As a new contributor to Chemistry Blog, I’ve decided to ‘break myself in’ by tackling the somewhat controversial and thought-provoking topic of homeopathy. As I write, we find ourselves part way through ‘World Homeopathy Awareness Week’, so the subject is enjoying quite a high profile and twitter seems to be alive with discussion on the matter.
Before I go further, I feel I should declare myself to be a sceptic. I’m doubtful as to whether any other point of view on this subject would be published on Chemistry Blog –so that will come as no surprise. After completing my chemistry studies, I chose a career in the pharmaceutical industry –to make a difference. I also rely on daily medication to manage my own condition. I’m therefore very aware of the difference proven chemistry can make to the quality of people’s lives. The science of drug development is founded on proven facts; a great deal of money, effort, time and hard evidence is required for just one new drug to reach the market –I will return to this subject in a later article.
What are the principles of homeopathy?
Homeopathy is an alternative medicine, based on the principle of treating like with like. Patients are treated with highly dilute preparations believed to cause symptoms in a healthy person, similar to those being experienced in the patient. Commonly used dilutions are 10C and 30C.
To achieve a 30C dilution, the ‘active’ ingredient is diluted 1 part in 100 –and then a drop of this solution would be diluted to 1 part in 100 and so on for 30 repetitions. The resulting final solution would be 1 part active in 1 followed by 60 zeroes. To put this number in perspective; one molecule of ‘active’ in a volume the size of the entire observable universe would be 40C. Homeopaths claim a process called ‘succussion’, the act of striking the vessel containing the solution against an elastic surface 10 times at each stage of the dilution process, activates the ‘vital energy’ of the diluted substance and they talk, not in terms of dilution, but in terms of ‘dynamisation’ or ‘potentisation’.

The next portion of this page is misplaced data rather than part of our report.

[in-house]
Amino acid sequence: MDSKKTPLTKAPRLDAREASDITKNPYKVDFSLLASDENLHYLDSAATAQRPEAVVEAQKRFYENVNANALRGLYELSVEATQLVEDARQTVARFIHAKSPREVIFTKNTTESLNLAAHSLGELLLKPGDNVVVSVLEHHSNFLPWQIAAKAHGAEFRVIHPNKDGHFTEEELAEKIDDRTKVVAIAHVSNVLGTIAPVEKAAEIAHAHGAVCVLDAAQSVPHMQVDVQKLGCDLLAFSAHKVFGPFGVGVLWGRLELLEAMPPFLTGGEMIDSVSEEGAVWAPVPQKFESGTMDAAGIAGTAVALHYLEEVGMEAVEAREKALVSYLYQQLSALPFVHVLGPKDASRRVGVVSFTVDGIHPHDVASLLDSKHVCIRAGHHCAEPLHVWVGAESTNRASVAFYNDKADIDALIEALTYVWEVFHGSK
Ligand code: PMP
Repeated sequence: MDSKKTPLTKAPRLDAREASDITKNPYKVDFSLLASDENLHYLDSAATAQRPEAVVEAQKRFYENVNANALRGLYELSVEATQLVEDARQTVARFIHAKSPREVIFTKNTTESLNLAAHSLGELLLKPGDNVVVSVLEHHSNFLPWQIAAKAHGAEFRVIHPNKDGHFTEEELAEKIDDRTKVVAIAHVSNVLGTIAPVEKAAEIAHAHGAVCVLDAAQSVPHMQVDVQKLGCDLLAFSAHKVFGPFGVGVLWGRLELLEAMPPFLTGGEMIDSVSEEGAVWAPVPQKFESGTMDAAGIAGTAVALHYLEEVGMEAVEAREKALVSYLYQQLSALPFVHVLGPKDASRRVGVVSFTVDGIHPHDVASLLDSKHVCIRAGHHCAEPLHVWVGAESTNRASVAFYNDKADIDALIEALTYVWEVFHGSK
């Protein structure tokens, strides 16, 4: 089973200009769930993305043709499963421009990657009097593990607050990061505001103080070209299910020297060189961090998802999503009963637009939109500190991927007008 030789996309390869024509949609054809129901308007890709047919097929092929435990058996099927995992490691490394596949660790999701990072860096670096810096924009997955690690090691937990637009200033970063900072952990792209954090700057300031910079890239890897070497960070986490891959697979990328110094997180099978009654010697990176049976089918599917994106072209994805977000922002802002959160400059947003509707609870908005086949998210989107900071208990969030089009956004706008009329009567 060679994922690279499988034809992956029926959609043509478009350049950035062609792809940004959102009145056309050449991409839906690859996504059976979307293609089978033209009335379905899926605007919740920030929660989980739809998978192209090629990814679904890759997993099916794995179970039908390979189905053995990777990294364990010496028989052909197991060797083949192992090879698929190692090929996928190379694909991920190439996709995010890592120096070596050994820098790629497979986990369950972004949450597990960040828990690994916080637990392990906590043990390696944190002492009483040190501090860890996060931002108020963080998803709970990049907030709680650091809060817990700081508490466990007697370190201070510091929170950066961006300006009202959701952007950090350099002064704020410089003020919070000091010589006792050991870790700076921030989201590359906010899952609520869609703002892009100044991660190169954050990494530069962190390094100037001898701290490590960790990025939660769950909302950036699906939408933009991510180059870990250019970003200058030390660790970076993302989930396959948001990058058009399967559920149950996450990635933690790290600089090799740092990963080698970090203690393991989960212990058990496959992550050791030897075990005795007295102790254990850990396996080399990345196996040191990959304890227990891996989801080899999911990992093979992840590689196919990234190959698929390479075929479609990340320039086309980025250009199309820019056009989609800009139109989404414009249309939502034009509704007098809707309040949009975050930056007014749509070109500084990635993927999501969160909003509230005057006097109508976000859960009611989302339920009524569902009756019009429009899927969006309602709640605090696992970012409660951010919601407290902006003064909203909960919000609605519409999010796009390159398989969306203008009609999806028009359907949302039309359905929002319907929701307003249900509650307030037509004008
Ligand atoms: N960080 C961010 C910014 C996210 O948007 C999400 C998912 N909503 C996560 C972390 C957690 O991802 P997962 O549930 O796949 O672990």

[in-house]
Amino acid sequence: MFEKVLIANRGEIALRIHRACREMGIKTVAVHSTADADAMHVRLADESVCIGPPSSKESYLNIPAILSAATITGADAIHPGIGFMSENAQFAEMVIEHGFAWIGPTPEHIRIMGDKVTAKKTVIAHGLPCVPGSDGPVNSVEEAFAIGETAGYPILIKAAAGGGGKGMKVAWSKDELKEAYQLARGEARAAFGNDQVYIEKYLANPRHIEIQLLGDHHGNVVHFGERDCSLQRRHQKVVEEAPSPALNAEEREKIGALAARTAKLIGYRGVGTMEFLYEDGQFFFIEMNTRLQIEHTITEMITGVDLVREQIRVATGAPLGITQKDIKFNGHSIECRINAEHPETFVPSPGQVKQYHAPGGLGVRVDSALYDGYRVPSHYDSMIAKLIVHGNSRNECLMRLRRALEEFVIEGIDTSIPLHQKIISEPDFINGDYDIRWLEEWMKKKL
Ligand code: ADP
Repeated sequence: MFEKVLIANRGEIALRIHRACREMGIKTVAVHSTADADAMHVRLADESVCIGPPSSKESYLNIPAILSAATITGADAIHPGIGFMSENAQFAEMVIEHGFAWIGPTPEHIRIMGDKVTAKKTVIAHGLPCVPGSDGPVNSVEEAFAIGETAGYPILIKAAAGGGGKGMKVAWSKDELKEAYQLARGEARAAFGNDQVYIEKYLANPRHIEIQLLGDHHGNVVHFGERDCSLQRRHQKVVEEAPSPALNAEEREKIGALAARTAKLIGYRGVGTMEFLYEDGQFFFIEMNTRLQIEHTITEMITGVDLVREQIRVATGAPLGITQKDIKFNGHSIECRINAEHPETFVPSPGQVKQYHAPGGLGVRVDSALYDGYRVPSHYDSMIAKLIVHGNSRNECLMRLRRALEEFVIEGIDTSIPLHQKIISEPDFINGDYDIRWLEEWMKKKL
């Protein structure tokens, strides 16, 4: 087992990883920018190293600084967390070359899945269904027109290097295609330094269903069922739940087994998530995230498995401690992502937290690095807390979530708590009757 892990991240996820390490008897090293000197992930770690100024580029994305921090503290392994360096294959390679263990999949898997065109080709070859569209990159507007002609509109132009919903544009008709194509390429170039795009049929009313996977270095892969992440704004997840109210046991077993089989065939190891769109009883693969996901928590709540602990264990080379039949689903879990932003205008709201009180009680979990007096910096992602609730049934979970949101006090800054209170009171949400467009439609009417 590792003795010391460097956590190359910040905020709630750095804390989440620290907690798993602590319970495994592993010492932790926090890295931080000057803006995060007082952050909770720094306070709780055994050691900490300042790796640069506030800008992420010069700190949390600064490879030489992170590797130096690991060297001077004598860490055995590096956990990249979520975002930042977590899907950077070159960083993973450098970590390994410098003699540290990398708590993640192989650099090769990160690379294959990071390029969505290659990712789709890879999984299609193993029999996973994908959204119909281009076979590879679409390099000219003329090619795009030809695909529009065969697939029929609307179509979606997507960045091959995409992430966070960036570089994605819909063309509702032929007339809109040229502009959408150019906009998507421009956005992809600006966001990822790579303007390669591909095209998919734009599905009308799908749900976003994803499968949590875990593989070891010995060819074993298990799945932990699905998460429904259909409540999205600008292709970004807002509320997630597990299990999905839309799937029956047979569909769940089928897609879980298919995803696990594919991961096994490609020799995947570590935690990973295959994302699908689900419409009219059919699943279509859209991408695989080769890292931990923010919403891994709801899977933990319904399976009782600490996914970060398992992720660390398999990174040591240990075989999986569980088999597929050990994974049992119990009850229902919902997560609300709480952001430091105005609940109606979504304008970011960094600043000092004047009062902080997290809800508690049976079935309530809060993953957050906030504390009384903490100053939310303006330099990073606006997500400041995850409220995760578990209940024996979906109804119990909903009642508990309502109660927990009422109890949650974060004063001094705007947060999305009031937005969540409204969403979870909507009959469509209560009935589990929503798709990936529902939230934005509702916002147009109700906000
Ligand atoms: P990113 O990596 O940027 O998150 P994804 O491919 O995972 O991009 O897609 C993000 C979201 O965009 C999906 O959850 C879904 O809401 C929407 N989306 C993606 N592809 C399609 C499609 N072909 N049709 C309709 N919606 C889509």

As chemists we know there is a limit to any dilution that can be made without losing the original substance entirely. This limit is related to Avogadro’s number and in homeopathic terms roughly 1 part in 1024 –equivalent to a 12C preparation. A 30C preparation would require giving 2 billion doses per second to 6 billion people for 4 billion years to deliver a single molecule of the original material to any patient. It is worth pointing out here that homeopathy dates from a time predating the discovery of atoms and molecules, so it was a widely held belief that a substance could be diluted ‘ad infinitum’.
Homeopaths believe the more dilute a preparation is the more effective it is. They believe the diluent used (usually water) has a memory of the active molecule it once contained. My professional life as an analytical chemist would be a living nightmare if this were the case and carefully prepared diluents were ‘remembering’ the properties of the all the compounds they had contained. Just imagine what the HPLC chromatograms would look like! There would simply be no point in trying to keep the equipment free from contamination. The notion of ‘molecular memory’ is at best implausible; it suggests the shape of a molecule is more important than its chemistry. Putting reason aside for a moment and accepting that water has memory –how would it emulate the chemistry of that molecule? That very notion would require our current understanding of chemistry to be re-written and that understanding has provided us with thousands of medications which have been proven to be effective.
Clearly, if homeopathy achieves a successful clinical outcome, there is something else at work here. There is likely to be a significant ‘placebo effect’ and there is anecdotal evidence to support this idea. Also, the act of consulting the homeopath and the attention and sympathy the practitioner gives the patient –is believed to support the healing process. This, however, can be dangerous when the practitioner advises the patient against engaging with conventional medicine –this can, and has, resulted in tragic consequences.
As a complementary therapy, homeopathy appears to benefit some and as such it has its place in modern medicine. It isn’t sensible to use it as the only course of treatment for any condition, especially not a serious disease. The ‘science’ doesn’t stack up -it’s just sympathetic magic.